A poll of members of the Institute of Environmental Management & Assessment (IEMA) has revealed overwhelming support for environment and sustainability issues removed from party politics during the next parliament and instead becoming the focus of cross-party support.
The poll showed that 93 percent of IEMA members strongly back the concept of crucial environment and sustainability issues requiring cross-party support, similar to recent calls to remove the NHS from stop/start party politics. It says critical issues should have cross-party support to resolve and develop new policies.
IEMA says that without this cohesive approach, its members have been left “frustrated and disappointed by the lack of prominence that environment and sustainability issues have had in the Election campaign”.
From the poll’s respondents, 89 percentsaid they were not happy with the overall attention given by the major parties to environment and sustainability concerns. When asked who they believe is the strongest party leader on climate issues, the leaders of the three main parties gained just 22 percent of the vote. Natalie Bennett of the Green Party continues to top the leaderboard, with 45 percent saying she demonstrates the strongest leadership on climate issues.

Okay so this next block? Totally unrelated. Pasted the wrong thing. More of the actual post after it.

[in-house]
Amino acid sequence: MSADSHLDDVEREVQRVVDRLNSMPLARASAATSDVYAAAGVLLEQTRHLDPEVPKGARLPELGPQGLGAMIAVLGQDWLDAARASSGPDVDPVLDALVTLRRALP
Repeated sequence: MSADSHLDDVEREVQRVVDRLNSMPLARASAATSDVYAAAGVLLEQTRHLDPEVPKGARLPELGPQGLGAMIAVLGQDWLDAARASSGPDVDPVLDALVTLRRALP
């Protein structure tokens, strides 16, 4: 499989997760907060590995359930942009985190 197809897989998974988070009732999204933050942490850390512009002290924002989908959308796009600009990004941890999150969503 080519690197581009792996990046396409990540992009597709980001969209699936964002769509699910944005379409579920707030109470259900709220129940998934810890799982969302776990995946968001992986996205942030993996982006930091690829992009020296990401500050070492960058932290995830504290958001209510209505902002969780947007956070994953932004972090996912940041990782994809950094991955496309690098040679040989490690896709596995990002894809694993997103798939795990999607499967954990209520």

IEMA Members feel that critical long-term sustainability issues have been too low on the agenda, or completely missing from debate. 68% said risks from the changing climate have been missing, 55% say resource threats should have had greater prominence and 49% feel that renewable energy needed more discussion.
IEMA’s Josh Fothergill said: “There is strong feeling from the profession that some really critical issues have not had appropriate prominence during the Election campaign. Each party had a real opportunity to bring these important issues to the fore. Doing so would have been a wise move as these issues are absolutely vital to the future of the UK’s economy and wellbeing of the UK electorate.
“We certainly hope that the incoming Government focuses on these issues during their first 100 days in Parliament otherwise there is a risk that the UK’s economic, social and environmental prosperity will decrease and we will lose out on the growth opportunities of a sustainable economy.